Historians credit nomadic herdsmen in Central Asia for beginning the entire yogurt craze, likely around 6000 BC, After they milked their animals, they kept the milk in containers made from animal stomachs, which tended to cause curdling and fermentation. After a long day, what went as milk become a custardy food as it sloshed around in the containers. Before cattle were domesticated, other herded animals, such as goats and sheep, provided the foundation for the vast majority of dairy products.
The term berry originated in Turkey, where the custom of fermenting milk caught on in a big way. (So for all you guys out there who believe yogurt is for sissies, think again.) The first references to yogurt are in Turkish writings throughout the 11th century, but it is thought that yogurt was consumed with honey because the first Bible times. Other nations seasoned it with seeds and spices, appreciating its smooth creamy texture. There are as many variations as there are states, and its popularity spread long before its health benefits were completely understood. Middle Eastern nations used yogurt in several dishes centuries until it found its way to Western Europe.
Because yogurt comprises good bacteria, it was considered to possess curative powers particularly for intestinal and digestive abnormalities. Francis I, a potent late fifteenth century French monarch, supposedly was relieved of his chronic diarrhea by a doctor who prescribed a daily serving of yogurt, and word soon spread throughout Western Europe.
In the nation of India, a similar version named da-hi is a popular accompaniment to native hot entrees. Often made from yak or water buffalo milk, it’s also consumed in Nepal and Tibet and regarded as a staple of the simple diets. Lassi and kefir are different kinds of yogurt in a liquid form among Indian and Middle Eastern cultures. Americans still favor their own versions of yogurt and seldom venture out of the comfort zone.
Turkish immigrants brought their cherished yogurt to North America in the 1700s but it did not gain much popularity before the mid-1940s. Probably not. Virtually confined to big cities and cultural communities on the East Coast, it surely wouldn’t have been a big hit on the frontier, either.
From the early 20th century, it had been seen strictly as a”health food” and consumed by people who had gastrointestinal challenges. Dr. John Harvey Kellogg served it every day at his Battle Creek Sanitarium, where people flocked to experience his remedies eating a limited diet. Due to the lactobacillus part, it encouraged healthful probiotics in the intestines and stomach, and fostered digestive enzymes. Presumably the first commercial yogurt business, a little mom and pop business named Columbo yogurt setup shop on the East Coast in 1929.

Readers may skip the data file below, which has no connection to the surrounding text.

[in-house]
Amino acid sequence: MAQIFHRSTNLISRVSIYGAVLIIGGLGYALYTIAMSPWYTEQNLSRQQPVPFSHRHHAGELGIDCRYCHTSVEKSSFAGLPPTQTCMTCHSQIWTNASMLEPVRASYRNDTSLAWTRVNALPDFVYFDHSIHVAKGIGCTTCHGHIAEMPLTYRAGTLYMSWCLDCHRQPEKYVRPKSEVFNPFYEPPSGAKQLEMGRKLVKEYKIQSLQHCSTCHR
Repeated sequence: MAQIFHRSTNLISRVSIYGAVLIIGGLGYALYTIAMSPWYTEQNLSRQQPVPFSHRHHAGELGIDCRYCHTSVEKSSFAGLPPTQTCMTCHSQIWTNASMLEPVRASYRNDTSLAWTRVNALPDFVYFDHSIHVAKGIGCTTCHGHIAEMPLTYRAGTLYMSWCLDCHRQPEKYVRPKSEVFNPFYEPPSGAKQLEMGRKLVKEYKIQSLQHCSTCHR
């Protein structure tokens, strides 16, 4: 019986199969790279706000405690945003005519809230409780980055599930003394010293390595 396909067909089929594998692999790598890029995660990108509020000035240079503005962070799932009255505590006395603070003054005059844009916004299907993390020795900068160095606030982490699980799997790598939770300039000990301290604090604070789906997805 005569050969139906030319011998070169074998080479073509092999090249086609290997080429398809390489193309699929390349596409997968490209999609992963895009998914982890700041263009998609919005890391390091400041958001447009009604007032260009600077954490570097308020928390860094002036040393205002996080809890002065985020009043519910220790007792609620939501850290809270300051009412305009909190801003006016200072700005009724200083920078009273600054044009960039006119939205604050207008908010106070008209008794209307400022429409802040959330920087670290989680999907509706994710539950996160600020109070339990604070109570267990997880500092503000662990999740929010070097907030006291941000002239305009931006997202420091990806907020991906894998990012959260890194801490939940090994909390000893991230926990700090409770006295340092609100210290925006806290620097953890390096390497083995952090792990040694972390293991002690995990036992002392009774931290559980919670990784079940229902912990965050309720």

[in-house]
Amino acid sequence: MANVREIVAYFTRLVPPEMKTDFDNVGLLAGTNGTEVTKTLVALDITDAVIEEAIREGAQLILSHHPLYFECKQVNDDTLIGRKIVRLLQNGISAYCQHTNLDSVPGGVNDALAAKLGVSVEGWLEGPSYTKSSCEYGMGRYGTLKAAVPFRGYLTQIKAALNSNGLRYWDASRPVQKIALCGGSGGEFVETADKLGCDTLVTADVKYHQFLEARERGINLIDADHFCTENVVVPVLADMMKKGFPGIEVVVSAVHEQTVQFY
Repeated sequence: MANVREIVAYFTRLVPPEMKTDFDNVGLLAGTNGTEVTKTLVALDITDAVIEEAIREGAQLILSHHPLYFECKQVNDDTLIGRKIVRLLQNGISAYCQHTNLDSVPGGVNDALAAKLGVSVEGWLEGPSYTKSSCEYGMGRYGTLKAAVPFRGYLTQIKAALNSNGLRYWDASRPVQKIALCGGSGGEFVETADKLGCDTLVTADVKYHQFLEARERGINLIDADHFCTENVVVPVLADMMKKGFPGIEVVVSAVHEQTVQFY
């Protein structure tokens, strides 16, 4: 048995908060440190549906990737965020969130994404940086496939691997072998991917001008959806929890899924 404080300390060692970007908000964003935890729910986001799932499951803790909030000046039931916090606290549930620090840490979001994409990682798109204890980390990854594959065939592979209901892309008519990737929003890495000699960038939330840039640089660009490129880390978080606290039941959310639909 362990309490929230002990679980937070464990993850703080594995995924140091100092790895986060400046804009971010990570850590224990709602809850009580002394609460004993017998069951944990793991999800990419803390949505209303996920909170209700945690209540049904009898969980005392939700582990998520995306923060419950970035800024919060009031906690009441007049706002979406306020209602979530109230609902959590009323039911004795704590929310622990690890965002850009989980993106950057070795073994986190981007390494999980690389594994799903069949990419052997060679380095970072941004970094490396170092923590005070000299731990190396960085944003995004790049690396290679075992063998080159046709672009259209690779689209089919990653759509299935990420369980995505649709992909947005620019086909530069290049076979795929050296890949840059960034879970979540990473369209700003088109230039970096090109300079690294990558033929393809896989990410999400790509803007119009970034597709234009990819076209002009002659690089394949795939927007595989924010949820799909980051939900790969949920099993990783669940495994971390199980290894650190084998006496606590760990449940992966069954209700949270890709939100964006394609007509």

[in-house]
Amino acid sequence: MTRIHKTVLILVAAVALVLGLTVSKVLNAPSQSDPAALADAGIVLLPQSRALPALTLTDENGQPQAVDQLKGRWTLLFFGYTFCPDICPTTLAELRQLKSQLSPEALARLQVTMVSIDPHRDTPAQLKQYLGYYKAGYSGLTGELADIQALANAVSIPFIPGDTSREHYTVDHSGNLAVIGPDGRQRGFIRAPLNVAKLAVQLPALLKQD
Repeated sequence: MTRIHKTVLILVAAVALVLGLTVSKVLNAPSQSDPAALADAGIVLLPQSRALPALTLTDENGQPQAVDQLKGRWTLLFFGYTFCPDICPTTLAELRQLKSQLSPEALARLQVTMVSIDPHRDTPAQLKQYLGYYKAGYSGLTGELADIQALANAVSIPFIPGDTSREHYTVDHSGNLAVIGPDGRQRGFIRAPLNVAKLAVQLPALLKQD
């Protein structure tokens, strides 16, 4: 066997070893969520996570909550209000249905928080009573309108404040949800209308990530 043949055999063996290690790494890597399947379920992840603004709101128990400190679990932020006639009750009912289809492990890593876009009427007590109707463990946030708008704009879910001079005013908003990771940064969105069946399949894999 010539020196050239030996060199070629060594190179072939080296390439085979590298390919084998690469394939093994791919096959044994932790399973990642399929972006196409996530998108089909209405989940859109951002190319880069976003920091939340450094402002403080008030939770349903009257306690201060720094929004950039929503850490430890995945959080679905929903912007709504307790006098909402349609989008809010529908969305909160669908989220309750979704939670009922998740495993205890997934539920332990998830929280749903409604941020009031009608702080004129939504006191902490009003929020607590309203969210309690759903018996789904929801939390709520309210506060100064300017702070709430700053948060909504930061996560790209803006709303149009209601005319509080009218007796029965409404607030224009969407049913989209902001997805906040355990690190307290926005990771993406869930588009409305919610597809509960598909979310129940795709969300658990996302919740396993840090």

He named his company Danone, following his son Daniel. After the family arrived in New York, they started their business in the Bronx and re-named the company Dannon. As it gradually became mainstream, no longer seen as only a faddist food for stomach disorders, they took over a little yogurt mill in New York and the rest is history. From the late 1940s it was foreign to the vast majority of Americans, so the Dannon people additional fruit, which made the sour flavor a bit more palettable. Now Dannon markets their yogurts worldwide.
Recently, Greek yogurt has made a large impact, because of its thicker and richer consistency, nosing out reduced fat and more watery predecessors. New on the scene are varieties claiming super-sized quantities of live probiotics, in already-overcrowded milk pieces, hoping to lure customers who wish to boost their gut bacteria.
Needless to say, yogurt has become commonplace in our modern diet and loved in its original condition in addition to a frozen treat. It’s estimated that 75 percent of adults consume it in some form weekly. But recall the additives and higher sugar content to adapt the American palette, which will certainly knock down it on the wholesome foods scale. Eat it for pleasure, but do not delude yourself that it is a bona fide”health food.” Most yogurts are essentially ice cream with a little bacteria thrown in.